To most sports fans, player salaries, new stadiums and team sales always seem excessive. Whether it was Nolan Ryan's $1 million salary, George Steinbrenner paying $10 million for the Yankees or Jerry Jones spending $1.3 billion for a new Cowboys stadium, the numbers were considered eye-popping at the time.
Add Steve Ballmer's $2 billion offer for the Los Angeles Clippers to the list of sports deals that seem to make no sense.
Ballmer, the former Microsoft chief executive, appears willing to pay 31/2 times more than what the team was recently valued at by Forbes.
The bid was also 20 percent more than the next-highest offer for the franchise, which had been a perennial doormat, has never made it past the second round of the NBA playoffs and does not own an arena. He would inherit a team held by Donald Sterling, who was barred from the NBA for life after making racist comments and is considered to be one of the league's worst owners.
Yet deals for pro sports team seldom resemble ordinary business transactions. They involve incredibly wealthy people who willingly spend hundreds of millions of dollars to shine in the civic spotlight and rub shoulders with other owners in a very exclusive club.
Ballmer appears to be a likely candidate to join that group. He left Microsoft in February, is reportedly worth about $20 billion and is 58 years old. His interest in the Clippers might also have been fueled by his failure last year to buy the Sacramento Kings and move them to Seattle.
"This comes on the heels of Ballmer going through a wretched fight for the Kings, and he's leaving Microsoft and wondering about what to do next," said Marc Ganis, who advises owners and potential owners. "Now he'll be a hero for stepping up to take over a franchise that the nation wants taken away from Donald Sterling. He will ride in on his shiny steed."
In strictly financial terms, it is hard to justify spending $2 billion for the Clippers, Ganis and other sports advisers said. But they said Ballmer far outbid his rivals, including a group with Oprah Winfrey, so he could quickly end the auction and persuade Sterling, who claimed he would fight the NBA, to drop any legal challenges.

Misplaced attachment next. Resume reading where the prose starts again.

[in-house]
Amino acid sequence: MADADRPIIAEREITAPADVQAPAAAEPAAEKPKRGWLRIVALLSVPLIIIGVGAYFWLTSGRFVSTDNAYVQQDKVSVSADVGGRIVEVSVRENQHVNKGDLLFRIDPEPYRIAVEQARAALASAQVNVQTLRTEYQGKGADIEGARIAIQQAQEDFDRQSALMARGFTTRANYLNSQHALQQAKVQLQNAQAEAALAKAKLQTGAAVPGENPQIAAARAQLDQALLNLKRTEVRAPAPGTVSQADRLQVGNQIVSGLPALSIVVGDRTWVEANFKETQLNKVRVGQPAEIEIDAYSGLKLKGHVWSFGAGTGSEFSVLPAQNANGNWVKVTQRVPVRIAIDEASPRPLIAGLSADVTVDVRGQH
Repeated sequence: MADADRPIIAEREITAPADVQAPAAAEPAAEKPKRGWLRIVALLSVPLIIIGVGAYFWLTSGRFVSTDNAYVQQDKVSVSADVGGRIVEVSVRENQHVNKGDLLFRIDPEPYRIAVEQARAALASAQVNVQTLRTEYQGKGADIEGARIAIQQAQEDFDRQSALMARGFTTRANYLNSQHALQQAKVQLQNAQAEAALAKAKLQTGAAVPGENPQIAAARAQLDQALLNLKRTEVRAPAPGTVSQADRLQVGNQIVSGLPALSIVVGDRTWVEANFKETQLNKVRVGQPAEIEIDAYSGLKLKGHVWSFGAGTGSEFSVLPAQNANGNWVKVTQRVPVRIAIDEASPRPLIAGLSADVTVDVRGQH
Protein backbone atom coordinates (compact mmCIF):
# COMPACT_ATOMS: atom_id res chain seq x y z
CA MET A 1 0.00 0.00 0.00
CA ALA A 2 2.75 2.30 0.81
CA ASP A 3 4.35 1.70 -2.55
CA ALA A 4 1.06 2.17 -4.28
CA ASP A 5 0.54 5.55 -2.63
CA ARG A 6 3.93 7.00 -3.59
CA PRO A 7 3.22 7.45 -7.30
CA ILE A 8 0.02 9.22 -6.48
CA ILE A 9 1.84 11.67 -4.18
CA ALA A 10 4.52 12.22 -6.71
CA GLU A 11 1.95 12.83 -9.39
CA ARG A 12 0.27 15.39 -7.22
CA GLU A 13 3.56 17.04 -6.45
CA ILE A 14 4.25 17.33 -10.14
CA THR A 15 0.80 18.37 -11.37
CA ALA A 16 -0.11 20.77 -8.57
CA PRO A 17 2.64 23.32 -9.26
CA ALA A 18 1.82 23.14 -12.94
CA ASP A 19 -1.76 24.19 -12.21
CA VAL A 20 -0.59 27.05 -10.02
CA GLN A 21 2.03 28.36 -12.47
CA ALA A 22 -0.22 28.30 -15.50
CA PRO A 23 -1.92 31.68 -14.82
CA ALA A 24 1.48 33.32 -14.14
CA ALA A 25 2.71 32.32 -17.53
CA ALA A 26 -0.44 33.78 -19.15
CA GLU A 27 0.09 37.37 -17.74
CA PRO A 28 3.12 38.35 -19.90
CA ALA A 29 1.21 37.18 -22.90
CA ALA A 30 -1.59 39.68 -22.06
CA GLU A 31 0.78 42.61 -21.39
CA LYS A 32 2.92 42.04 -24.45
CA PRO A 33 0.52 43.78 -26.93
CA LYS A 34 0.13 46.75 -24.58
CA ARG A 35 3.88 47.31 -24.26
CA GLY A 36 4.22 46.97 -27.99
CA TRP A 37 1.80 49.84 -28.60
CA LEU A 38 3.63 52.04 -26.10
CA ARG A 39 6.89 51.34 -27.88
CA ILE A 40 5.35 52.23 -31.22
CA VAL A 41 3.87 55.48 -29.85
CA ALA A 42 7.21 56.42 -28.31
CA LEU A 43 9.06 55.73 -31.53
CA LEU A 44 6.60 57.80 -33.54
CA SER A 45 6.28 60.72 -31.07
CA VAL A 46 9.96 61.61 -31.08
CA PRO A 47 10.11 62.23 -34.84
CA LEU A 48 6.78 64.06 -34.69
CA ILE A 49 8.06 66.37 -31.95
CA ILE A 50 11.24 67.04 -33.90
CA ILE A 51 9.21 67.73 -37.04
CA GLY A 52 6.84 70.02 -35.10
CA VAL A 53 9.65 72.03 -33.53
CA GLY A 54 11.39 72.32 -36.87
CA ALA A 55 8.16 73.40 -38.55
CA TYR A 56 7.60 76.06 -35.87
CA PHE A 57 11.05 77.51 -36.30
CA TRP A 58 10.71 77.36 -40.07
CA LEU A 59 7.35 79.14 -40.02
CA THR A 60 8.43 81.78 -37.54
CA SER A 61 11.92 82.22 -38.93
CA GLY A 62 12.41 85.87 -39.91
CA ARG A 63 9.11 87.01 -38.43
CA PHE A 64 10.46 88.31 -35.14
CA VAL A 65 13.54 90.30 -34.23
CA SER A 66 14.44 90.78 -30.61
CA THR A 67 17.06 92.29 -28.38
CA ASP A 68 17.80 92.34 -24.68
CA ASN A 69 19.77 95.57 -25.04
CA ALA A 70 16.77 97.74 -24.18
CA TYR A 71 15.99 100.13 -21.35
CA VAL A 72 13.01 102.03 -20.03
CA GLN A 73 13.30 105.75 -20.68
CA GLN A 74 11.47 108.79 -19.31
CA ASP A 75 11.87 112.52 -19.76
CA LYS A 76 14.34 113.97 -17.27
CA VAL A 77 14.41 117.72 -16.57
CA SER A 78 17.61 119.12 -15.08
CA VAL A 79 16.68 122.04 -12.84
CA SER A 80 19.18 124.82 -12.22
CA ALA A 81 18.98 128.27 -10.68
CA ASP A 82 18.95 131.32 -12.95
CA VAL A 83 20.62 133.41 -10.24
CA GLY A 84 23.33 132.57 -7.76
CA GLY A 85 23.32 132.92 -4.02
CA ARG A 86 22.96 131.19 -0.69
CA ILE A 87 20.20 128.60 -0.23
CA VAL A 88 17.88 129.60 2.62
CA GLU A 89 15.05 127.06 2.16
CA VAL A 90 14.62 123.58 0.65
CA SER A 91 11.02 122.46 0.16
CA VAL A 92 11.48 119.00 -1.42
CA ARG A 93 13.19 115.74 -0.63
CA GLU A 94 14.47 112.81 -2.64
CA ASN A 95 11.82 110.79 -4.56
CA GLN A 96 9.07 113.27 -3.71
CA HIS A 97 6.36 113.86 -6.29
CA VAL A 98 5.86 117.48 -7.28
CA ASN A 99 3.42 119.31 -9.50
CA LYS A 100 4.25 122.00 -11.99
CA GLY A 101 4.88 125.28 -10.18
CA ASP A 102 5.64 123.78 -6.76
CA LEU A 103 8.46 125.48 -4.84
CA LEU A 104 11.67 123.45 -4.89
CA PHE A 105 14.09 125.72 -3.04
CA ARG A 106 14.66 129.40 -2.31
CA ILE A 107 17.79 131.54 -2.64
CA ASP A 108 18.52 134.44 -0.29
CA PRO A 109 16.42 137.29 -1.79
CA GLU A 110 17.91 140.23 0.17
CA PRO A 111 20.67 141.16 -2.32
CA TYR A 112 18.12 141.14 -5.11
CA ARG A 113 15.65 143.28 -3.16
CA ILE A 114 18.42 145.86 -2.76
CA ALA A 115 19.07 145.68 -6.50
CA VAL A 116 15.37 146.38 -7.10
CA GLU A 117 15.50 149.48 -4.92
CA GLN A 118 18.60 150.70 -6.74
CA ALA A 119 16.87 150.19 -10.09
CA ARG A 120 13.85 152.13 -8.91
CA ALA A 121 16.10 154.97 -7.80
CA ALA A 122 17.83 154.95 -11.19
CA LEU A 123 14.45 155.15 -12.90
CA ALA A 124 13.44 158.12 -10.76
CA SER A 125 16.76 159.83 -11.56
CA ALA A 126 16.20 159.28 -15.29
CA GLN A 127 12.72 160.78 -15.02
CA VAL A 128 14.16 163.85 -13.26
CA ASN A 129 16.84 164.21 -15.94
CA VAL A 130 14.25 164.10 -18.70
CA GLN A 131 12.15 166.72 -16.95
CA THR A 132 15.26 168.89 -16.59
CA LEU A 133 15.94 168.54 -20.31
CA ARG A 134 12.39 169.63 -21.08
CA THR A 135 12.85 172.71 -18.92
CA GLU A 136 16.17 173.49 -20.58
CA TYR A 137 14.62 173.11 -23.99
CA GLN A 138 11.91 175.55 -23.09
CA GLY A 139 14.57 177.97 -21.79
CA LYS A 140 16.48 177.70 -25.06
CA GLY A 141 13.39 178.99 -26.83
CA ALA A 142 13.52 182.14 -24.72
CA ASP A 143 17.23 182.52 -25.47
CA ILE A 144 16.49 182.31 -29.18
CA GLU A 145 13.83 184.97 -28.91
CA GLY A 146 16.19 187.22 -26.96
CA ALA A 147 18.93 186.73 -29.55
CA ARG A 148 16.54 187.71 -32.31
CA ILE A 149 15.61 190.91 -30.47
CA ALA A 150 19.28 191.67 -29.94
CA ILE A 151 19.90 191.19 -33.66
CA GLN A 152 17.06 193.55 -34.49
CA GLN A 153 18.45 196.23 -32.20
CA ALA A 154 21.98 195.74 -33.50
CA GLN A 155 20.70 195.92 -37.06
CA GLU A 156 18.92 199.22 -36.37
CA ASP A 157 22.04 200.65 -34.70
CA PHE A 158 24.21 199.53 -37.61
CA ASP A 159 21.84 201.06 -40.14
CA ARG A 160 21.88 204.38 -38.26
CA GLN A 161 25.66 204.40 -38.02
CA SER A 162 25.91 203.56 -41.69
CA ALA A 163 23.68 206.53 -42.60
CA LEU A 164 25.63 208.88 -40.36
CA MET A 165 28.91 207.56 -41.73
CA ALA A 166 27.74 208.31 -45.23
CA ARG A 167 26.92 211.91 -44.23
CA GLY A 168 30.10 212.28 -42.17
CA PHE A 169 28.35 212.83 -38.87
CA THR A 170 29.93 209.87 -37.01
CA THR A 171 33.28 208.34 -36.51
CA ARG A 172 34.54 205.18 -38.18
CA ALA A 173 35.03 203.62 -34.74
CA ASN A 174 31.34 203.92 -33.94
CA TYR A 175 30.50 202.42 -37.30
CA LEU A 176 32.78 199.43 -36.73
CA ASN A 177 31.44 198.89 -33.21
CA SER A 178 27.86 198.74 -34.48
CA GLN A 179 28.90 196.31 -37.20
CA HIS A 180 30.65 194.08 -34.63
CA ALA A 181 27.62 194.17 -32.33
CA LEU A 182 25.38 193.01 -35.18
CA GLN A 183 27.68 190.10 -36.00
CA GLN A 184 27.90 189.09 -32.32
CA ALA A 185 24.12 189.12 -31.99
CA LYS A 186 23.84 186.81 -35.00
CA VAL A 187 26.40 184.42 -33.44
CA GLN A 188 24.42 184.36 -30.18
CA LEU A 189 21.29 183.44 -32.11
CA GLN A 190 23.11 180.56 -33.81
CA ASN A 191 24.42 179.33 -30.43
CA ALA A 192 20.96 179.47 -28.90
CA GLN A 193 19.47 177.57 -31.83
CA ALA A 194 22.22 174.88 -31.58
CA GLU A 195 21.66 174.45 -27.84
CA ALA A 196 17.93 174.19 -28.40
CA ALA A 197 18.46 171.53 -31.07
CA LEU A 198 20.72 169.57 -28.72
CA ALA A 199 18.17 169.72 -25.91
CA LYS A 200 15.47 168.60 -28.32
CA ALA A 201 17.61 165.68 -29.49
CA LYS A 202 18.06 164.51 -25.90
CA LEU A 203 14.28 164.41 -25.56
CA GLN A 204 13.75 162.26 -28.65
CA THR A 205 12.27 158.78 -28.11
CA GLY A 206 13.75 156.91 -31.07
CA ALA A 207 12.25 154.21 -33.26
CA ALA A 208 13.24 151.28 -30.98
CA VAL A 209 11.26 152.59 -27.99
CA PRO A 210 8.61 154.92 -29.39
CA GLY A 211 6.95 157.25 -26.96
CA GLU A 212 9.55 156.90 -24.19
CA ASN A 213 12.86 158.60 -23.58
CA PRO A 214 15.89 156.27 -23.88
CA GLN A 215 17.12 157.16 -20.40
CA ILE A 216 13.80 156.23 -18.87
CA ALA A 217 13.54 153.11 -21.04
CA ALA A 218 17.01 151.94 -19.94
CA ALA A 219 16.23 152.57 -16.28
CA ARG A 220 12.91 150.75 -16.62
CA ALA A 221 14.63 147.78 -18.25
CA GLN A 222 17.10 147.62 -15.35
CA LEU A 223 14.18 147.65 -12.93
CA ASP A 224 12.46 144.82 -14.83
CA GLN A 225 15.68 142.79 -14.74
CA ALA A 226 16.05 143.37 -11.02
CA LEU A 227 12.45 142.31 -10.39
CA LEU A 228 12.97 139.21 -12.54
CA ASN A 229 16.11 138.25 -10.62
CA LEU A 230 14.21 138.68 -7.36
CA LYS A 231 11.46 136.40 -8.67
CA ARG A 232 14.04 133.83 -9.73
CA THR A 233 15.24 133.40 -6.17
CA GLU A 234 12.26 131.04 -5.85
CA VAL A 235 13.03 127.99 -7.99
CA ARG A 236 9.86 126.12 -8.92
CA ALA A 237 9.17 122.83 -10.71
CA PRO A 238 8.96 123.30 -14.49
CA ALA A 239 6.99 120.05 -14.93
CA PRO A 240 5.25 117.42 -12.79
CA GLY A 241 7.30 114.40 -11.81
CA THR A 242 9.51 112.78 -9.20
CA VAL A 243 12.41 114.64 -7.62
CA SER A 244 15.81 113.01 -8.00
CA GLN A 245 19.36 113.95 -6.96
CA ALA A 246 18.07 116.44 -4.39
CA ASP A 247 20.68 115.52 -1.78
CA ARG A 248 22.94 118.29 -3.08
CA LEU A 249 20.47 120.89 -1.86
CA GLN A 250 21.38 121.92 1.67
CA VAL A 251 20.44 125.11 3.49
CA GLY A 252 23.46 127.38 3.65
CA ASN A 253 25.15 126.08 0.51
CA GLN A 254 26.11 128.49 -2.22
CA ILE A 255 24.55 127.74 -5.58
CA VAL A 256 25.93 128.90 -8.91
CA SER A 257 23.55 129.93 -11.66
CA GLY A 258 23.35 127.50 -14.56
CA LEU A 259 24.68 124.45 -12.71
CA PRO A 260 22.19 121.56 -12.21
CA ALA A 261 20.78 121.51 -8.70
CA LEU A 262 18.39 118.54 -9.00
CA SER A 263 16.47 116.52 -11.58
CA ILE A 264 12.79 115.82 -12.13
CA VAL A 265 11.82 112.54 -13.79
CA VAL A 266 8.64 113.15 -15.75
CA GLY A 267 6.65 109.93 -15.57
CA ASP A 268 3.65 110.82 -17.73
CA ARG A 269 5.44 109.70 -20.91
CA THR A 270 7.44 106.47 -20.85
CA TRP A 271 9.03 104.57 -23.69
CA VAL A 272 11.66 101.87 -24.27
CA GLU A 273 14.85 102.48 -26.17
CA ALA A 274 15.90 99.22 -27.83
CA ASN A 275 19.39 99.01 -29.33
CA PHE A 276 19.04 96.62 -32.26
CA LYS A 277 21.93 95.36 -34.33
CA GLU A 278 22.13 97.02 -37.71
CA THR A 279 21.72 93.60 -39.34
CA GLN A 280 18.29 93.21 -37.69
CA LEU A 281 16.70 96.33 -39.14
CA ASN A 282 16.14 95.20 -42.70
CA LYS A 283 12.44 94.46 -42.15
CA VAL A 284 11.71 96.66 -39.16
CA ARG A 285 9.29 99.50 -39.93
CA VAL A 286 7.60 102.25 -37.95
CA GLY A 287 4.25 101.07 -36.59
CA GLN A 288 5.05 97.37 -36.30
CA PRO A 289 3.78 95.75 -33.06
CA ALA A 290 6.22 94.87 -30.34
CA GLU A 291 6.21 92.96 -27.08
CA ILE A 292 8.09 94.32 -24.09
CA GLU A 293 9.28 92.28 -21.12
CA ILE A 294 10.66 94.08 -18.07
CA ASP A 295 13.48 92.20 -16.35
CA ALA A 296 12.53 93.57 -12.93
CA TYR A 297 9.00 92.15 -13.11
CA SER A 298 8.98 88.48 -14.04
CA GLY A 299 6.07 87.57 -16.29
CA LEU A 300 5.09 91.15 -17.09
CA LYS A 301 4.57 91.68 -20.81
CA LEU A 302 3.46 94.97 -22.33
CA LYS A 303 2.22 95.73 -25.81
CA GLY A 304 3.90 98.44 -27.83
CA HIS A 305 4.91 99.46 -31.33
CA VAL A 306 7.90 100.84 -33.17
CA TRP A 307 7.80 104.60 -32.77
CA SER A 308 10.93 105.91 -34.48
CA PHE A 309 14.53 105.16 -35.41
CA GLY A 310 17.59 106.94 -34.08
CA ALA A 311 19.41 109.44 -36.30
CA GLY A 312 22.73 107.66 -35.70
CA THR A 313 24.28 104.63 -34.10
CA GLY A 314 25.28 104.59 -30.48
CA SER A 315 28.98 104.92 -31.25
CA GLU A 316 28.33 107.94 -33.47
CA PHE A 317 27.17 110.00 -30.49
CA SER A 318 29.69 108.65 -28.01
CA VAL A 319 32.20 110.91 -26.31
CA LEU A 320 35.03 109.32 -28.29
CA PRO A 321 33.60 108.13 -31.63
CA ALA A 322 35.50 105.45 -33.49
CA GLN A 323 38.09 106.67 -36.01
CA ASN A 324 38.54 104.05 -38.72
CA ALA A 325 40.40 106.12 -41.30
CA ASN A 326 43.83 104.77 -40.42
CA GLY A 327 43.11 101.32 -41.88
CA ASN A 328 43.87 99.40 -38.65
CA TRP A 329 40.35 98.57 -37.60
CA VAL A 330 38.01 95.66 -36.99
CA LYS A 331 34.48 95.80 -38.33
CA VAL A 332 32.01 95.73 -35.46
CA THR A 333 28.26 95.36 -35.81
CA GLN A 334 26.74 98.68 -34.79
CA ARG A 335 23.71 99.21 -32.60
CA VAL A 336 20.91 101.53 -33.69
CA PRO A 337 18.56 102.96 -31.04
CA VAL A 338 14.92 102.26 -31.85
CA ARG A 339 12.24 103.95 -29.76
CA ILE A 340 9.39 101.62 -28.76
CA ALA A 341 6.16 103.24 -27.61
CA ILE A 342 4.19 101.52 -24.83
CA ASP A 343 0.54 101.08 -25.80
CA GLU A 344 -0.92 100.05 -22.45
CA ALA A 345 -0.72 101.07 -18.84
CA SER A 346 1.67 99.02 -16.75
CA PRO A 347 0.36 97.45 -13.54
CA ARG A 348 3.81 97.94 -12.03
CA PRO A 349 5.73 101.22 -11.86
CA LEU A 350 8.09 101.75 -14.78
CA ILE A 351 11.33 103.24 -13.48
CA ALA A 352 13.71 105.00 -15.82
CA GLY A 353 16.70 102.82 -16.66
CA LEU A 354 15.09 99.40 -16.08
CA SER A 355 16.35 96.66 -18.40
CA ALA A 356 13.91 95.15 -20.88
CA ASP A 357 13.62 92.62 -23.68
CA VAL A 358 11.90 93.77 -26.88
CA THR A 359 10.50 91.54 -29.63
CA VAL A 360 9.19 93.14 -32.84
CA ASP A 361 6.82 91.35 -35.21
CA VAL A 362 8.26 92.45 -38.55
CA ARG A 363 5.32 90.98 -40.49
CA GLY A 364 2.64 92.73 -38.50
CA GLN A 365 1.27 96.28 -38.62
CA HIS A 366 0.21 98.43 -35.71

Ballmer took a similar approach when he ran Microsoft, paying what some analysts thought were obscene amounts for companies. He raised eyebrows, for instance in 2011, when Microsoft paid $8.5 billion for Skype, more than triple what eBay had paid for the company years earlier.
But successful businessmen ultimately become successful by betting successfully on the future. In that sense, Ballmer believes the Clippers will make enough money to justify most of what he intends to pay for the team, if not all of it.
"L.A. is one of the world's great cities — a city that embraces inclusiveness, in exactly the same way that the NBA and I embrace inclusiveness," Ballmer said in a statement.
Rob Tilliss, who runs Inner Circle Sports, which advised one of the other bidders, said there were reasons to be optimistic about the Clippers' financial outlook, though Ballmer's offer is based on a lot of wishful assumptions that will all have to come true for him to get his money back.
On the positive side, the team is on the upswing, with marquee players such as Chris Paul and Blake Griffin. Their intracity rival, the Lakers, failed this season to make the playoffs for the first time in a decade.
The team's local cable TV contract is coming up for renewal, and estimates suggest that the Clippers could see the value of that deal triple, if not more. Ballmer would benefit from the NBA's next round of national television deals, which begins in the 2016-17 season.
"Everyone looking at this is looking at the future of the NBA and the upcoming TV deals," said Sal Galatioto, the president of Galatioto Sports Partners.
It is hard to know how much the sale of the Clippers will help other owners lining up to sell their teams. In some sense, the recent $550 million sale of the Milwaukee Bucks, one of the least-valuable NBA franchises, might be a better barometer because it establishes a floor, not a ceiling, on future deals, Ganis said.
Clubs in big-market cities such as New York and Los Angeles, and teams that are considered cornerstone franchises, such as the New England Patriots and the Dallas Cowboys, are always going to generate significantly higher bids because there are so few of these assets available. The Clippers have never been a marquee franchise, but they play in Los Angeles, a city with cachet.
Though the specific details of a sale will be kept private, Ballmer is likely to enjoy significant personal financial benefits. The acquisition of teams can often generate goodwill, in accounting terms, that can be used to offset tax gains elsewhere, a legitimate concern for Ballmer, who no doubt receives a lot of ordinary income from stock dividends.
Given how low interest rates are, he could finance part of the purchase relatively inexpensively, and he could later bring in minority shareholders to recoup some of his purchase.